Netflix Confirm Lilyhammer Return Date

One of Netflix’s less heralded pieces of original programming but most original by virtue of being its first exclusive (even if it is in fact a production of Norwegian public broadcaster NRK), Steven Van Zandt-led series Lilyhammer has had its Netflix return date confirmed.

lilyhammer_ny_norskWhilst the comedy crime drama will be starting its 8-episode 3rd season by the end of the month on 29 October, Netflix will unusually premiere it part-way through, taking all 8 of the episodes onto their streaming service (in territories/regions where they have the rights, which are noted as being USA, Canada, UK & Ireland, Latin America, the Netherlands, and Scandinavia (Denmark only)) for an instant premiere on Friday 21 November.

The series features Van Zandt (The Sopranos) as “Frank ‘the Fixer’ Tagliano”/”Giovani ‘Johnny’ Henriksen”, a former American gangster in New York City who after testifying against a mob boss is relocated by the witness protection program to the small but well-known town of Lillehammer (Norway) and soon regressing to his old ways, with the American actor having also made his mark on many other departments in the show such as executive producer and music composer, and will by the end of the season have covered ‘director’ as well, with his work on the season 3 finale episode.

Casting-wise, the new season of Lilyhammer will also see an acting debut from 8-year-old singer Angelina Jordan, famed for winning the most recent edition of Norske Talenter (Norway’s Got Talent).

Plot-wise, it is noted that season 3 features the character “Roar” (Steinar Sagen) travelling to Brazil in order to meet his internet bride, but ends up in trouble with the local law enforcement, leaving Johnny and “Torgeir” (Trond Fausa) left to fix the situation, whilst an American ‘family friend’ of Johnny sees great opportunities in Lillehammer and decides to visit.

Netflix’s chief content officer Ted Sarandos summarised the streaming service’s upcoming release, stating: “‘Lilyhammer’ is a funny and fantastic example of programming for a global audience – a comedic culture clash that’s drawn in viewers from around the world. We’re especially proud of the many international awards the show has earned, cementing its cross-cultural appeal.”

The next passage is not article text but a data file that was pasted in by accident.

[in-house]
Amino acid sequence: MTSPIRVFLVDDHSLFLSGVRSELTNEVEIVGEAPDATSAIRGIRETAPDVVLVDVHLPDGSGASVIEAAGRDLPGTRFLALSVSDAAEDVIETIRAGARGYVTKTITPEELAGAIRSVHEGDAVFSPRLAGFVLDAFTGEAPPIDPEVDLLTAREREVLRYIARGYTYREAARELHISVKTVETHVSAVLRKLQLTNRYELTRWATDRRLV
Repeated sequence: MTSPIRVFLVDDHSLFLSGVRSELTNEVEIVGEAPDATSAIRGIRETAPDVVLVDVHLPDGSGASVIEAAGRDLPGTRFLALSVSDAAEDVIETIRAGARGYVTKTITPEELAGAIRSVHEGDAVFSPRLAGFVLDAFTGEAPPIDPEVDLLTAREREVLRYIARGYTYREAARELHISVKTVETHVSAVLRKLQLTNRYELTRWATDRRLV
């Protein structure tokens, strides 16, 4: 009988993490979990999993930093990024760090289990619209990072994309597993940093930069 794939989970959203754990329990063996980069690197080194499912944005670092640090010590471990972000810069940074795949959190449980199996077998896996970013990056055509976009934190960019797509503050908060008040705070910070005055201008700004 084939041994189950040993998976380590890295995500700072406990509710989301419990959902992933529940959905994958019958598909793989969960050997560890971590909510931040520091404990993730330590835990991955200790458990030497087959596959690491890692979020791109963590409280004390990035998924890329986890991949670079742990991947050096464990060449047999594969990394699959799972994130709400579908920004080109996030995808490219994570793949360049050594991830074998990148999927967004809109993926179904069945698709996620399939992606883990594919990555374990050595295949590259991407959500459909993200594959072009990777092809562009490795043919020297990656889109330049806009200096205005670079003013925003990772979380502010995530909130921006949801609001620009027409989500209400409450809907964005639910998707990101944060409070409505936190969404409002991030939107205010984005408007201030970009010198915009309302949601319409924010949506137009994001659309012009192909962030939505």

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Community Creator Dan Harmon Claims Yahoo Will Not Change Show

The popular comedy series Community was surprisingly dropped by host network NBC this summer, but to the relief of fans was quickly picked up by search engine giants Yahoo (through their Yahoo! Screen brand), and to even greater relief, creator Dan Harmon has recently stated that the move into an online-only realm will not change how the show is produced.

community_yahoo_screenTaken on for a total of 13 new episodes in its 6th season, Community has already lost series regular Yvette Nichole Brown for personal reasons (but citing she is able to return as a guest star), but claim that viewers will not see any other major changes, with Yahoo Screen to continue the show’s traditional ‘three-act format’.

Harmon (Rick & Morty), promoting his upcoming documentary Harmontown, was speaking to Vulture as he said of the matter: “I think that the act breaks from the original Community, as it was born into the NBC clock, are very good act breaks. It’s a three-act story as raised at NBC. The [online] commercial breaks are coming at points in a story where, if you were watching a 20-minute play, the curtain might come down, and you might have an opportunity to go get a box of Twizzlers and think about what’s happening, digest, and speak to your friends about what’s going on.

“I like those act breaks; I like where they are, and Yahoo’s intended clock sounds like it’s perfectly compatible with those same spots. So we are breaking three-act stories in the room. My intention also is to keep the same runtime because that will make for the same pacing and the same tone.”

He added of the show in general and how it has managed to take a place in the hearts of its fans: “I think I realised that what was special about Community is the actors. I’ve written lots of scripts almost as good or just as good as the Community pilot. The big difference is Joel McHale, Alison Brie, Danny Pudi, Gillian Jacobs. That’s what TV is, you know. I’m sure Chuck Lorre would say the same thing about Sheldon. Ultimately, there’s nothing particularly magical about what we do as writers and showrunners; the best we can do is know what we’re doing.

“We can’t really bring any amount of magic to the final product that the actors can. They’re the heads in the box. We have seen lots and lots of very well-written things without people that we liked in them, and we’ve hated them, and we don’t even remember them. On the other hand, we tolerate lots of very poorly written stuff because we love the people. We watch Wheel of Fortune because of Pat Sajak’s head! We love that guy.”